Brain & Nervous System


Now that computers are so prevalent in our society, the brain can best be thought of as a central computer which controls all of a person's bodily functions.  The nervous system is the network that sends messages back and forth from the brain to all the various parts of the body.  This is accomplished via the spinal cord, which runs down through the back and contains small, threadlike nerves which branch out to every body part and organ.

When a message comes into the brain from anywhere in the body, the brain quickly tells the body just how it should react.  For instance, if a person accidentally touches a hot object, the nerves in the skin shoot a message signaling pain back to the brain.  The brain sends a message back to the hand to move away.  This neurological relay race takes place instantaneously.

The brain is also very compact, weighing in at just 3 pounds.  The many folds and grooves of the brain provide it with the surface area required for storing all of the body's information.  The spinal cord, however, is a long bundle of nerve tissues stretching about 18 inches. It is about 3/4 inch thick and extends from the lower part of the brain all the way down through the spine.  The various nerves which branch out to the entire body are called the peripheral nervous system.

The brain and the spinal cord are both protected by bone.  The brain gets its protection from the bones of the skull, and the spinal cord is protected by a set of ring-shaped bones which are known as vertebrae.  Both are cushioned by layers of membranes called meninges as well as a fluid called cerebrospinal fluid.  This fluid aids in protecting the nerve tissues, keeping it healthy, and in removing waste products.

The human brain performs an amazing number of tasks, including:

  • Controlling body temperature, blood pressure, heart rate and breathing.
  • Handling physical movements when standing, sitting, walking and talking.
  • Accepting an incredible amount of information from the various senses (seeing, smelling, tasting, touching and hearing).
  • Allowing an individual to think, reason, dream and experience emotions.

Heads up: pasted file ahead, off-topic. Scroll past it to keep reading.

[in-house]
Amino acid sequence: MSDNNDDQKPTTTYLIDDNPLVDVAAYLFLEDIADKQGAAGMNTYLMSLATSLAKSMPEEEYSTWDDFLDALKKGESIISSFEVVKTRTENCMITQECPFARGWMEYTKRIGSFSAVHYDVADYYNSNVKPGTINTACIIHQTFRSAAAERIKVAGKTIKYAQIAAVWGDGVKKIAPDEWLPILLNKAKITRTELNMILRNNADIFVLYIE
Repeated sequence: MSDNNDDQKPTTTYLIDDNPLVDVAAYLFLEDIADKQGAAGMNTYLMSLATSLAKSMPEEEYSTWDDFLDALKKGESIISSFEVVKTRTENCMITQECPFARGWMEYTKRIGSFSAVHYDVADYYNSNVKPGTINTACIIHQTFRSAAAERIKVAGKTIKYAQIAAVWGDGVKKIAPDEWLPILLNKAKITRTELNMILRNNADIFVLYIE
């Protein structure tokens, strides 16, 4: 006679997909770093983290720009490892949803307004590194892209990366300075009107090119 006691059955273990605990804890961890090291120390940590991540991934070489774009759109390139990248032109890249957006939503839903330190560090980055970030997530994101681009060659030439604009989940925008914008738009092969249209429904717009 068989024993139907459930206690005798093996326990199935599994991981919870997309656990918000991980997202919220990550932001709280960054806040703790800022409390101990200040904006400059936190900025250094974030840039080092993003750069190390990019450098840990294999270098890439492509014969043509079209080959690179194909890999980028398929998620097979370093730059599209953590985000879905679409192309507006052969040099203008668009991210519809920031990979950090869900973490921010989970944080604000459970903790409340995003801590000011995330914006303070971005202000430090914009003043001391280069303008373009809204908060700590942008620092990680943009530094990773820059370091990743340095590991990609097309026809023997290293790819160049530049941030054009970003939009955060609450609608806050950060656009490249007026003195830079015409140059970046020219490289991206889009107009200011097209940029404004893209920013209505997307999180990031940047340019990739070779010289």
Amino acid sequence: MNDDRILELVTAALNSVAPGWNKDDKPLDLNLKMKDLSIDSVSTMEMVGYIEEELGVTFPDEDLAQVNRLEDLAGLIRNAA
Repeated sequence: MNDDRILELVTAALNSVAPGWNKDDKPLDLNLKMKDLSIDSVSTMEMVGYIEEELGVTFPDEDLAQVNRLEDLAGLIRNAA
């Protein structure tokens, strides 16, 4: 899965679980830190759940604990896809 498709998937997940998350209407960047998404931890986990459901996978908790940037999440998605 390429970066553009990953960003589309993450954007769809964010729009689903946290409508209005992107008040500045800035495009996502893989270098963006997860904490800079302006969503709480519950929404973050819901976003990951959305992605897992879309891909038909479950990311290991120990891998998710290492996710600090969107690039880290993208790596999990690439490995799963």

All of these functions are controlled, regulated and coordinated by this one organ which is only about the size of a small head of lettuce.

The brain, in combination with the spinal cord and peripheral nerves, makes up a complex but integrated control system called the central nervous system.  This system regulates the unconscious and conscious acts of everyday life. 

The brain is made up of approximately 100 billion nerve cells which are called neurons.  Neurons gather and transmit electrochemical signals, not unlike the gates and wires in a computer.

Although neurons have the same characteristics and makeup as other cells in the body, the electrochemical aspect allows them to transmit signals over long distances (up to a few meters) and to send messages to each other.

Regardless of the animal, brains have the following parts:

  • Brain stem - Consisting of the medulla (an enlarged portion of the upper spinal cord), the pons and the midbrain (lower animals have only a medulla).  The brain stem controls the reflexes and automatic functions such as the heart rate and blood pressure, limb movements and visceral functions such as digestion and urination.
  • Cerebellum - This part of the brain integrates information from the vestibular system that indicates movement and position and utilizes this data to perform limb movements.
  • Hypothalamus and pituitary gland - These are responsible for visceral functions such as body temperature and behavioral acts such as drinking, eating, aggression, pleasure and sexual responses.
  • Cerebrum, or cerebral cortex - This area of the brain consists of the cortex, large fiber tracts and some deeper structures (the basal ganglia, amygdala and hippocampus).  It integrates information from all of the sensory organs, initiates motor functions, controls emotions and holds memory and thought processes.

The peripheral nervous system can be divided into three parts based on the specific functions taking place: the somatic nervous system, the autonomic nervous system and the enteric nervous system.  The somatic nervous system receives external stimuli and coordinates the movements of the body, while the autonomic nervous system is responsible for those functions that are not under conscious control.

The autonomic nervous system can be again classified into sympathetic, parasympathetic and enteric divisions.  The sympathetic nervous system responds to stress or anxiety, while the parasympathetic nervous system takes control when a person is relaxing or sleeping.  The enteric nervous system, on the other hand, manages the tasks involved in digestion.